LeBron James Opens Up About His Kids Growing Up Filthy Rich: ‘They Need Some Hardships’

Cassy Athena/Getty Images

This year alone, LeBron James will make $95.4 million, with Forbes projecting James to reach the exclusive billionaire club by 2022.

This is mind-numbing, especially when you consider LeBron’s tumultuous childhood in the Cleveland projects, bouncing around to as many as six temporary housing locations in just one year.

“I saw drugs, guns, killings; it was crazy,” LeBron told The Guardian in 2003.

If LeBron James’ three children are seeing guns and killings in their childhood, it will likely be playing Call of Duty in the private theater of their $23 million Los Angeles home.

James appeared on the Smartless podcast Monday to discuss the juxtaposition between his childhood and his three children’s, and how he ensure they aren’t perpetually using the “Do you know who my daddy is?” card.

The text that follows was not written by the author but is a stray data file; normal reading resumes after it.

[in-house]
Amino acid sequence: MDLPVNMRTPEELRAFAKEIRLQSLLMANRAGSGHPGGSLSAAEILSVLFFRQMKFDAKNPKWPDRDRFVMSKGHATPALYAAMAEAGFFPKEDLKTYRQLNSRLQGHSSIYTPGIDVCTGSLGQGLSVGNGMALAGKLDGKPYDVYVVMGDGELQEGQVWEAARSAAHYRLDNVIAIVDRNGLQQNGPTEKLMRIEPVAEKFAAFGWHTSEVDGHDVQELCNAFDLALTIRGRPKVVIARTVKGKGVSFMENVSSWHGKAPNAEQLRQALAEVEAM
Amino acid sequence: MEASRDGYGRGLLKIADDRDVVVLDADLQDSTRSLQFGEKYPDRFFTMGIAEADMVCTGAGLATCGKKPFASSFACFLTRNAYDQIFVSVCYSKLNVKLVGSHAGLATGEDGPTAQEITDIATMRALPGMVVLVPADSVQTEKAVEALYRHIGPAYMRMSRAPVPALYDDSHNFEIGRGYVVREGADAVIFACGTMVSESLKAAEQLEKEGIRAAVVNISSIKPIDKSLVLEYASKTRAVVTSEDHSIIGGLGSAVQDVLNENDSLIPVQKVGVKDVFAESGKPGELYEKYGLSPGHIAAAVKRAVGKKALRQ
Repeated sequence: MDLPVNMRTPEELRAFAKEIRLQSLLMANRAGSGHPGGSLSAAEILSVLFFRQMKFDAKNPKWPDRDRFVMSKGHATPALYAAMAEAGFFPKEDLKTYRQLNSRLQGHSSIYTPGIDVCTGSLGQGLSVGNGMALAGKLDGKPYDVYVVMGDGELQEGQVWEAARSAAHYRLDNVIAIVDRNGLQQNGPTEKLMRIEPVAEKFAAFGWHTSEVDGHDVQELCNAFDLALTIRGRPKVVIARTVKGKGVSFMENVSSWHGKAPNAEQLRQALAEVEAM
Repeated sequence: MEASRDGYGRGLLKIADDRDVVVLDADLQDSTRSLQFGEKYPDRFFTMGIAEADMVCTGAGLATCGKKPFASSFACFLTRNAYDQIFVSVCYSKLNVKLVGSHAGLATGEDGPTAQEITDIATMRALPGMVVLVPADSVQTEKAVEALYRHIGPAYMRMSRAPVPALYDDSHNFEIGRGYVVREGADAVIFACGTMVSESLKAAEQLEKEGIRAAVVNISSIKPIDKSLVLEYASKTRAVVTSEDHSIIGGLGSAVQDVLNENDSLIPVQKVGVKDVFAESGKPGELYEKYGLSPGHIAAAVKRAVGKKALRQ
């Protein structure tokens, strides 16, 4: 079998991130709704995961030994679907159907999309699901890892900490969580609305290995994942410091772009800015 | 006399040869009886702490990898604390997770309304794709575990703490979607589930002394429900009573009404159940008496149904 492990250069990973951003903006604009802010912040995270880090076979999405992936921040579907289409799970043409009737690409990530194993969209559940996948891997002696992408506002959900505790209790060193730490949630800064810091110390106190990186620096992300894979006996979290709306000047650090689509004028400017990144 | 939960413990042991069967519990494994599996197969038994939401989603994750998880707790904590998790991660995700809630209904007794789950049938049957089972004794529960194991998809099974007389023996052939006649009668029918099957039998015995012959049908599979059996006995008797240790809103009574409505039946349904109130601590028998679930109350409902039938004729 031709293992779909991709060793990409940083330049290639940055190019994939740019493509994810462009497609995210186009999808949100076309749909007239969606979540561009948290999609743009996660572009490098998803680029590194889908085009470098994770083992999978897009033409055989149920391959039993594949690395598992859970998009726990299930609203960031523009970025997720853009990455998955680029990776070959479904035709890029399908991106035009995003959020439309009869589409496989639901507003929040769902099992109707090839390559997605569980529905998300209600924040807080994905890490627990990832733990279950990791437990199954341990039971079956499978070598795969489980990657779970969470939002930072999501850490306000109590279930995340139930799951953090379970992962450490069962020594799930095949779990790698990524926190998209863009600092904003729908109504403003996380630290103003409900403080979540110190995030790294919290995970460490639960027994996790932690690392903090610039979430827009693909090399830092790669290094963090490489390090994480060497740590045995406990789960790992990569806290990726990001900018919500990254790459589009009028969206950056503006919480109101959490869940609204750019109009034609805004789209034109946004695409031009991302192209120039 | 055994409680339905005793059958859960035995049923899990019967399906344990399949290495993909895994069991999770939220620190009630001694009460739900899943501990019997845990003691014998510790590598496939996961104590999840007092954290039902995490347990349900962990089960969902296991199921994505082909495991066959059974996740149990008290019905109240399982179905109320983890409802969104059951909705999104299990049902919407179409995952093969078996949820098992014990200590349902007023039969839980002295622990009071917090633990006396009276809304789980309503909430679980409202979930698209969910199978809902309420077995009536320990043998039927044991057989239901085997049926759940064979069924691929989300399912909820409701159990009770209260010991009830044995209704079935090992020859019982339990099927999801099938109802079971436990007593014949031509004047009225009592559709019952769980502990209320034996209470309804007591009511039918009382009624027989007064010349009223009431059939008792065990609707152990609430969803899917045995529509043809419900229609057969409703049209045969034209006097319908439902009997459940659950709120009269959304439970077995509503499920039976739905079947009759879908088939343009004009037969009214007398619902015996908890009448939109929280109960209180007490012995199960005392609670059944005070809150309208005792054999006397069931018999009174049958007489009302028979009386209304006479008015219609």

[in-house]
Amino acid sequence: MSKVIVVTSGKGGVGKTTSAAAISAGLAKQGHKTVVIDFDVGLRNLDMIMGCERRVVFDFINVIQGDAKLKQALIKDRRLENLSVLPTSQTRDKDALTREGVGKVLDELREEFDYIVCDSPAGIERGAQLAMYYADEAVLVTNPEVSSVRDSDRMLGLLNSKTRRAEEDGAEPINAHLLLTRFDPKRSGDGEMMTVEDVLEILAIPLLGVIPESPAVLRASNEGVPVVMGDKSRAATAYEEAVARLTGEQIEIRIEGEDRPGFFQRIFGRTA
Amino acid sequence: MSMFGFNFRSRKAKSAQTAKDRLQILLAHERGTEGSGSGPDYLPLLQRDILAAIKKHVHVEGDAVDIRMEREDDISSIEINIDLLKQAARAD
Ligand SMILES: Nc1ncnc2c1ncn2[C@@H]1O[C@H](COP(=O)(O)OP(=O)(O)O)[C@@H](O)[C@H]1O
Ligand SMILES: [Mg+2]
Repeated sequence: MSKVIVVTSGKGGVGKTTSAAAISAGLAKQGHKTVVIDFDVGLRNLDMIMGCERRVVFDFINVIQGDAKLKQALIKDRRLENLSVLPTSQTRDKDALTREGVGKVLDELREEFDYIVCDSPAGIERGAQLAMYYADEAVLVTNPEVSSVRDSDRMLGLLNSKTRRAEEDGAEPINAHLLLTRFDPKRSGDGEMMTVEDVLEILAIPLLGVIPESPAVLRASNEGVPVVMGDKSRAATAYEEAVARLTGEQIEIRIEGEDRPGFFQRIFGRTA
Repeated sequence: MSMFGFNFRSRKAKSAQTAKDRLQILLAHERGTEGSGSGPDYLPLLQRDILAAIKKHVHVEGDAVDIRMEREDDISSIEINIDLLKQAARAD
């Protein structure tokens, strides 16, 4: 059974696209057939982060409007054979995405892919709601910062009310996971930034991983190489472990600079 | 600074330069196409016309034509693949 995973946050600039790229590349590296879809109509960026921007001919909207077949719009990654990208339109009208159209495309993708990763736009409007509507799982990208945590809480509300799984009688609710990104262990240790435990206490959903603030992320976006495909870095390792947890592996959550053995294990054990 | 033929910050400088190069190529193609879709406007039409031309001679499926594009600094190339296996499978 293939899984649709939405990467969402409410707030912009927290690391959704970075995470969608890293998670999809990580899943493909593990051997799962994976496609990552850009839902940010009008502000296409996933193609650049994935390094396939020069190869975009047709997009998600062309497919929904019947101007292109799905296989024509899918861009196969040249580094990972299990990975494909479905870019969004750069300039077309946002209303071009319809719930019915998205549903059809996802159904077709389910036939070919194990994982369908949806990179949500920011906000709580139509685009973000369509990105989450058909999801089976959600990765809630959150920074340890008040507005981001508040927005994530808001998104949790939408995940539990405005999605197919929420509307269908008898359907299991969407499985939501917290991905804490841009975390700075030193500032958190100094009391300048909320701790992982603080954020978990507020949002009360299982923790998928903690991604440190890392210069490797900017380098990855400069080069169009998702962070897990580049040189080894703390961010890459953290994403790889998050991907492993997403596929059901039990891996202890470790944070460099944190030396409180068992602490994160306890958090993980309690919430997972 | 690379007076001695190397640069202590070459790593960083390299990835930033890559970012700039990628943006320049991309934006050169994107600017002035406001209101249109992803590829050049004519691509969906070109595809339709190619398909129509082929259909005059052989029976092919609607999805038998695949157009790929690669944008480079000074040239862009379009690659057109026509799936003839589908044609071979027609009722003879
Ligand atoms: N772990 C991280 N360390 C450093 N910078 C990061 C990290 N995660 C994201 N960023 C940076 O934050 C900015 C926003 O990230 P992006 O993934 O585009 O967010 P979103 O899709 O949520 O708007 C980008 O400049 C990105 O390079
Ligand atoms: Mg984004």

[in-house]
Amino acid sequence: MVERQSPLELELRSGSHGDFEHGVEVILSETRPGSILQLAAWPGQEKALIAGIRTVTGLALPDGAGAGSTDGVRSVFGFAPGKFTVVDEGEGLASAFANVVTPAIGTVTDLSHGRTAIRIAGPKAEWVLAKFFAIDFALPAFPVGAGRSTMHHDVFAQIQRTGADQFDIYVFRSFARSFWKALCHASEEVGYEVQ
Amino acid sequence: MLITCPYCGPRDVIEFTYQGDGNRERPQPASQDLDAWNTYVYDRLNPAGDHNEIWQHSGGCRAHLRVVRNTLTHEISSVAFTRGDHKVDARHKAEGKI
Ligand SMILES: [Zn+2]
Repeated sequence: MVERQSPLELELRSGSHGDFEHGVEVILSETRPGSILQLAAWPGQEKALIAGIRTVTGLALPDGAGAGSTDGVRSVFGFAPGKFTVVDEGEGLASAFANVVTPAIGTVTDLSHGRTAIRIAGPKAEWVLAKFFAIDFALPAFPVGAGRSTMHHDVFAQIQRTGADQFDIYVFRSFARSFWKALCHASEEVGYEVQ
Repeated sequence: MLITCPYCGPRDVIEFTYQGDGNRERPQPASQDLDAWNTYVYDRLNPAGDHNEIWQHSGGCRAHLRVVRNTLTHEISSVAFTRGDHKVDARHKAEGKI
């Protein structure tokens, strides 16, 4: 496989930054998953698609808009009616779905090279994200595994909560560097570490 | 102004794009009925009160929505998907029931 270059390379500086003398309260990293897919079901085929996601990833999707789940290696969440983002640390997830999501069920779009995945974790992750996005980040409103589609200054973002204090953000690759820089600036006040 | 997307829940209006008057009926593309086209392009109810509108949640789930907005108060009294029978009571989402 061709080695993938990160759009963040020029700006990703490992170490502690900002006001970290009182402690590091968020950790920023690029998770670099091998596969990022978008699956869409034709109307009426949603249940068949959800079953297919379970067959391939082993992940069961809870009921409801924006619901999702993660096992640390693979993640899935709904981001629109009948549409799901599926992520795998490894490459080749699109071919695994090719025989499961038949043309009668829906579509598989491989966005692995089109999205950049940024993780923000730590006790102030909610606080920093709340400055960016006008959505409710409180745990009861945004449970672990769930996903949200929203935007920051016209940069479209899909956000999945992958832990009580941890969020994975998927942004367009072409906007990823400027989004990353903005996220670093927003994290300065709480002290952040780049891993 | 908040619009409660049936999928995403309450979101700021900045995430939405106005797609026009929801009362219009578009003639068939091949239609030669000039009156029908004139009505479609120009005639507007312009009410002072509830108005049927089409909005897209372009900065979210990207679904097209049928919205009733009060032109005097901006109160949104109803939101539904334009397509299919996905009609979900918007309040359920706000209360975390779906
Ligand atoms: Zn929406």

“There’s absolutely nothing I can do to give them the same moment, or aspirations, or drive that I had.

I grew up in Akron, Ohio in the inner city, the hood, the projects. My kids are growing up four years in Miami on South Beach and now going on five years in Brentwood.

I went to challenging public schools until I got to high school because of my basketball ability, but these kids are growing up in private schools.

The one thing I can do is instill the morals and what we do in this house, and this is how you need to represent yourself when you leave the house…You give them the blueprint. I hope they have some adversity. They need some hardships…the best teacher in life is experience.”

Just days ago, a 16-year-old Bronny James unveiled the fully-customized Dodge Charger he’ll be driving to his $40,000-a-year private school.

At 16, I was driving a ’91 Toyota Camry with no airbags. Shit was tough.

Check out the full Smartless interview with LeBron below.

Matt Keohan Avatar
Matt’s love of writing was born during a sixth grade assembly when it was announced that his essay titled “Why Drugs Are Bad” had taken first prize in D.A.R.E.’s grade-wide contest. The anti-drug people gave him a $50 savings bond for his brave contribution to crime-fighting, and upon the bond’s maturity 10 years later, he used it to buy his very first bag of marijuana.